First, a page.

Singer Katy Perry has lost her long-running legal fight with Australian clothing designer Katie Perry.
Our Federal court has ruled that the pop star infringed on the trademark of the local brand, which was established in 2007 before the singer’s rise to international fame.
On today’s The Briefing, we speak with clothing designer Katie Perry about why the case took so long and how she feels now that she finally has a verdict.
Click the link below and listen the full episode:
“This is a tale of two women, two teenage dreams and one name,” Justice Brigitte Markovic said at the beginning of a lengthy written judgement.
The court ruled the designer had partially succeeded on her claims of trademark infringement.
Instead of changing the name of the label, she decided to take the battle with singer Katy Perry.
Because it was wrong. Because one of my values is about justice, and another one is about truth. And I had done what I was told to do. Get your ABN, register your business name, get a trademark,”clothing designer Katie Perry said.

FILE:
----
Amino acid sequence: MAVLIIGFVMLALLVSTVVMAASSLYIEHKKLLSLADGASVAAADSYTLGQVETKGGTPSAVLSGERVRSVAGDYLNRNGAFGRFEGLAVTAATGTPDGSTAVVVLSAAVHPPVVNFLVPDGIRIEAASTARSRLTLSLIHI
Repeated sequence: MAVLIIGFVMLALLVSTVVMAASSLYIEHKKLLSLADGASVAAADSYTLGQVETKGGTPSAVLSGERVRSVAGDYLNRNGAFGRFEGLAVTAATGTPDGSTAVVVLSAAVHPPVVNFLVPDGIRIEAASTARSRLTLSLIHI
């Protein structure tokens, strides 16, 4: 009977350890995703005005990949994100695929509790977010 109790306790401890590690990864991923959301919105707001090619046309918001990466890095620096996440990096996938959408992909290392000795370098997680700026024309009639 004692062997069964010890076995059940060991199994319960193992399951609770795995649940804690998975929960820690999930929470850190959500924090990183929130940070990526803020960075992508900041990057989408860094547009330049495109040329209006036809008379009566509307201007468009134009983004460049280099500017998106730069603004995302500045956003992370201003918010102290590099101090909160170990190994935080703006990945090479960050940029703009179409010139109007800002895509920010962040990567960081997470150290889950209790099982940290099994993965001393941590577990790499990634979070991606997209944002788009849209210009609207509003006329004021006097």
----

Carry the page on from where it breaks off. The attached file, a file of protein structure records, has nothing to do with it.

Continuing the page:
“I had done all those things, and it was wrong that some overseas conglomerate can just come in and say, Actually, we want you gone,”she added.
A hearing with IP Australia between the two parties was scheduled after the singer Katy’s team filed a notice of opposition but ultimately fell through, and the attempts to establish a co-existence agreement also failed.
A decade after the original scuffle, clothing designer Katie Perry applied with the Federal Court of Australia against the singer Katy Perry and her companies Killer Queen and Kitty Purry.
The civil law case has been going back and forth for over three years.
During the court proceedings. It came out with emails that she (singer Katy Perry) had written to her manager, slamming me, like you said. Right. Let’s just say when I heard them for the first time in court, tears streamed down my face.”
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